I read a couple of books the other day. I finally finished Boneshaker, a steampunk novel by Cherie Priest, that’s a great adventure. I also sat down for an hour and read The Invention of Hugo Cabret. I set a new personal record for a book that’s over 500 pages, but don’t go calling Guinness or anything (the book people, not the beer people). It’s a great book, very deserving of the Caldecott it won. Those of you who know that the Caldecott is for illustrated books will be pleased to know that these incredibly intricate charcoal-style drawings make up over half of the book’s pages. They’re very reminiscent of the work of William Kentridge, a man whom I have attempted to emulate in my own drawings. The book is fantastic, a great read, and actually very historical. I can’t wait to see how the movie adaptation works out. I’m still working my way through Left Hand of Darkness, and then next up on the list is Gerard Way’s Umbrella Academy graphic novels. Aww yeah.

Okay, friends who know me well enough to know my reading tastes. Why have I not read Ursula Le Guin before today? Seriously. Her work has been out for over 40 years, and I’ve not read them until now. This is ridiculous. I finally picked up “The Left Hand of Darkness” from the public library yesterday, and her intro alone was enough to hook me. It’s a rarity to find a powerful female writer in sci-fi of that era, and I’m sad that it took me so long to discover her writing.

Le Guin does something fascinating in her depictions of the planet Winter. She intersperses chapters telling myths and legends of the planet’s people with the chapters that tell the primary narration. I love this. I’d been considering having Zach tell some stories throughout the main narration of my as-yet-unnamed book, but now I’m considering utilizing Le Guin’s technique. This would mean that my narration would potentially be interrupted every few chapters as Zach tells the other characters stories of the world they inhabit. Thoughts?

“Sing in me, muse, and I’ll tell the tale of our sun and moons, and the tragedy that caused them to flee from their homes on this world…”

“Why do you always start like that, Zee?”

“Like what, young one?”

“The whole ‘sing in me’ bit. What’s that all about?”

“Will you let me finish the story without interrupting again if I tell you?”


“I suppose I have no choice, then.”

“Well, you just always start that way.”

“Very well, Miss Rebecca. I start my stories with ‘sing in me, muse’ because it is the classic opening for all great stories. It is a statement invoking the gift of inspiration, asking humbly for the spirits of the ancient ones to speak through you, to give clarity and meaning and power to your words.”

“Oooh. What’s a muse?”

“That’s what I’ve been trying to tell you! It’s a spirit of inspiration. Weren’t you listening? Young lady, if you don’t pay attention, I’ll just go back to my tent and go to sleep.”

“No! Don’t, Zach, please finish!”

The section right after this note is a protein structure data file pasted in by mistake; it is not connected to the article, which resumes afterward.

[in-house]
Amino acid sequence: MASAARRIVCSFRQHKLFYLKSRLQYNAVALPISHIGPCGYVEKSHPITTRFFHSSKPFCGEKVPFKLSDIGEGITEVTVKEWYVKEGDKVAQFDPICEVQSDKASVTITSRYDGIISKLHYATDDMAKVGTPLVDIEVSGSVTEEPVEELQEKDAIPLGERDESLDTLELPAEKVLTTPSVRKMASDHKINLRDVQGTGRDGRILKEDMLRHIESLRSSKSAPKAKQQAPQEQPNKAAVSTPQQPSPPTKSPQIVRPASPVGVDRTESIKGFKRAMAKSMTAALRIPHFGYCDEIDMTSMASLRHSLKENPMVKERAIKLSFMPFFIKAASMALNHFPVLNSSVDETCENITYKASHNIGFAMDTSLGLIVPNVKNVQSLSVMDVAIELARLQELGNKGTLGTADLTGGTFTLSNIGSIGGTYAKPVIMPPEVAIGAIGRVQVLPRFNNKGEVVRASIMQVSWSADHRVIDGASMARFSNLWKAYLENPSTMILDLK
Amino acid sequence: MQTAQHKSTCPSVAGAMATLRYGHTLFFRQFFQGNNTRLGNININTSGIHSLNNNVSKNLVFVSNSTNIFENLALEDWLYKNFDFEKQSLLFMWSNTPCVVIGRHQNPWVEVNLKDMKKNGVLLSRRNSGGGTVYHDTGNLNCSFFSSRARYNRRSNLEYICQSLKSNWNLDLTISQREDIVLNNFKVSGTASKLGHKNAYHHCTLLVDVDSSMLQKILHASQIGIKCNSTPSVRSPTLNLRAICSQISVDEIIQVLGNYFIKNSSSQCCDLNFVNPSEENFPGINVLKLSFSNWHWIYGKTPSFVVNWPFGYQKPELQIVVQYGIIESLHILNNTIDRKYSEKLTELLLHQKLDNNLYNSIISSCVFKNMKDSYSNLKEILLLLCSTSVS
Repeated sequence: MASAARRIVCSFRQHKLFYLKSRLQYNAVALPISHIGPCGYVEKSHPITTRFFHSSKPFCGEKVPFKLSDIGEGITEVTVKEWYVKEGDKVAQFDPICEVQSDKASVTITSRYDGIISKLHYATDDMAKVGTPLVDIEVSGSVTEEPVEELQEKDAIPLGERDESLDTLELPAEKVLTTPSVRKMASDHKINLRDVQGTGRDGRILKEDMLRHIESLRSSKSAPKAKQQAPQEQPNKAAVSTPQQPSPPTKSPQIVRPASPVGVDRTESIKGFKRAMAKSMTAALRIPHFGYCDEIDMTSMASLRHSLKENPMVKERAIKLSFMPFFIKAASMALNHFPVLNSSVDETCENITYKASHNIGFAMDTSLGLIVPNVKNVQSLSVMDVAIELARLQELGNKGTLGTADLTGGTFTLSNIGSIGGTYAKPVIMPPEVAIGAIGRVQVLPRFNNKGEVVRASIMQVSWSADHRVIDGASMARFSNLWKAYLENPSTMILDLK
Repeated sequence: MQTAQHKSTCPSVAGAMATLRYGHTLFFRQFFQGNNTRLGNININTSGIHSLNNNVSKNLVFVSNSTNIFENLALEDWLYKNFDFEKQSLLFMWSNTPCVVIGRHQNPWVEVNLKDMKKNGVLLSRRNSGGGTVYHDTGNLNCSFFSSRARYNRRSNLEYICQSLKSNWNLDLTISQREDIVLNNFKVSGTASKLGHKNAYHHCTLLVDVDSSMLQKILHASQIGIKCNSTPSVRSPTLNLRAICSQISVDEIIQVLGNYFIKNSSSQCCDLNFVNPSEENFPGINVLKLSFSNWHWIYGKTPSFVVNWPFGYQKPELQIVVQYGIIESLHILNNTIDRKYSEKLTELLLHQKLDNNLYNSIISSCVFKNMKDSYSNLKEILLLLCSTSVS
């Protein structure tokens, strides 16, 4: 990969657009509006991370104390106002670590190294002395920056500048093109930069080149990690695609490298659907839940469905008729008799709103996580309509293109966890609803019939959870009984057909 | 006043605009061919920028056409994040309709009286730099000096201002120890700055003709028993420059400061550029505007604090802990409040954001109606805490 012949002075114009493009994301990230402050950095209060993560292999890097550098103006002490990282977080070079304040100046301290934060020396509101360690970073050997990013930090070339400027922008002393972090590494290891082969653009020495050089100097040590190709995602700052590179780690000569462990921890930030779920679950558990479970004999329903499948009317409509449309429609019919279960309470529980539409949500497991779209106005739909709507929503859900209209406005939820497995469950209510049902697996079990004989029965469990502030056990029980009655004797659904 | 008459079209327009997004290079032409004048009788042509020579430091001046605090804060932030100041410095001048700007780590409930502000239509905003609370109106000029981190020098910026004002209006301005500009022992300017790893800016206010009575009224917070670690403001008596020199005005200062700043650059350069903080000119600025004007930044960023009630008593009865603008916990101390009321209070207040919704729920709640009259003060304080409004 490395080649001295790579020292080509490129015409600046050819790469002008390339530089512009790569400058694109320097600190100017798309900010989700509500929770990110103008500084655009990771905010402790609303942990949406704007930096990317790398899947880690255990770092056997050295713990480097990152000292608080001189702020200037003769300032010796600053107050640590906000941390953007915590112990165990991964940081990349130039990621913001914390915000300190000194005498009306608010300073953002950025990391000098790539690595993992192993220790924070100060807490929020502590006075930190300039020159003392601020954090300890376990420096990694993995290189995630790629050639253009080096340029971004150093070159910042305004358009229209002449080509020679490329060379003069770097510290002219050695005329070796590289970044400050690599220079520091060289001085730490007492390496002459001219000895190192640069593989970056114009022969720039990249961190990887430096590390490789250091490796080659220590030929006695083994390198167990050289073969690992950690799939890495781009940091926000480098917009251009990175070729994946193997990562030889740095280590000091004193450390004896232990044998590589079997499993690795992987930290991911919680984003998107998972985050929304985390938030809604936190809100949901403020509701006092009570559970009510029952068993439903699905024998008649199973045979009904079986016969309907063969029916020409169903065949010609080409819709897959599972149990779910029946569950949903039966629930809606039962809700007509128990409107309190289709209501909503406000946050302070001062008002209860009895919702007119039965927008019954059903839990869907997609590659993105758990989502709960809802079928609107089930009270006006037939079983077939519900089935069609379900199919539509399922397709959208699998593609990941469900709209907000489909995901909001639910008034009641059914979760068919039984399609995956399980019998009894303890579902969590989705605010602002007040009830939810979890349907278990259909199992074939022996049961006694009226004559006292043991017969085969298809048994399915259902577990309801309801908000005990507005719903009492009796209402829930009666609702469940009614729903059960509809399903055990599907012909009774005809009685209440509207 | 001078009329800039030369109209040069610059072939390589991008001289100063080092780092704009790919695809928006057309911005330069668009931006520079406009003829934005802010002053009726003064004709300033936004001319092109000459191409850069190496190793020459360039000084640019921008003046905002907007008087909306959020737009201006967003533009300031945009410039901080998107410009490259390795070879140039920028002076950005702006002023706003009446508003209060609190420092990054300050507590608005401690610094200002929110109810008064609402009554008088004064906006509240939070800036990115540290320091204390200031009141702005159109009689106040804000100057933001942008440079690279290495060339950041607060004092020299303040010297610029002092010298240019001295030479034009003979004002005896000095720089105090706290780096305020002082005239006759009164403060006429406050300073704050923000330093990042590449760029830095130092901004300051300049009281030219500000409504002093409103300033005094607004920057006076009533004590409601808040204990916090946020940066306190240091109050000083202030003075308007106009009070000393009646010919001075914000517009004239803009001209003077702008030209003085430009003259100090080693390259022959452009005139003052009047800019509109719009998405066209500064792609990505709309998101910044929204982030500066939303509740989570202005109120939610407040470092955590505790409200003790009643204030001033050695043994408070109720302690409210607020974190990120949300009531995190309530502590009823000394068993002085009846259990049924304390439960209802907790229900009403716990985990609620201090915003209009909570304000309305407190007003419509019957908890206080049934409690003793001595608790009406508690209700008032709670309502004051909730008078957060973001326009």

“No more interruptions?”

“None from me. Miles, Landara, will you be quiet too?”

“All I’ve been doing is listening, and watching the pyro over there torch things.”

“And I’ve told YOU, oh fierce warrior, that I am NOT a pyro. My inn burned down in a brawl that you and your friends started, so…”


“Thank you, Rebecca. Now, if you’ll all be patient, I’ll actually tell this story.”

“Landara, Miles, you guys listen too. Zee is a great storyteller. Oh!”

“Yes, little one?”

“Should I go find Mr. Rime and Mr. Arsus too?”

“No, that  won’t be necessary. Mr. Arsus should know this story as well as I do, and Mr. Rime needs some time to relax. It’s been a long trip thus far, and we’re only a little more than halfway to Dhe’laza. He needs this more than any of us. Now, before I continue, I will thank you, sir Miles, for your recommending of this hot spring as a respite from our travels.”

“S’nothin. Friend o’ mine runs the place anyway.”

“Well then, I shall continue. We are here at a very special time. As you can see, both of our world’s moons are full tonight, a phenomenon that occurs but once every fifty years. We call it Twinlight. Now the sun and the moons of our world are very old indeed, but they were not always our sun and moons. In  a long forgotten time, they were giants that roamed this world.”

“Giants? Pft.”

“Shush, Landara, it’s true. Giants once walked the land, and evidence of this still stands embedded in the rocks near Dhe’laza. We’re only a few days from being able to see them. Now the giants walked this world long before the humans did. No one knows for certain where they came from, but we do know this. There were two main tribes, D’ossa’s fire giants and the frost giants led by Zalar. These two factions were often at odds, with D’ossa being brash, and Zalar being gentle, fighting back only when forced.”

“That’s a good thing, right?”

“Yes, Rebecca. That’s a good thing. It’s an important lesson to fight only when you need to defend yourself. Now the hour is growing late. I am going to get a drink, and then we will continue this story.”

“Very well, Zach. We will wait for you here, and you can finish soon.”

(To be continued)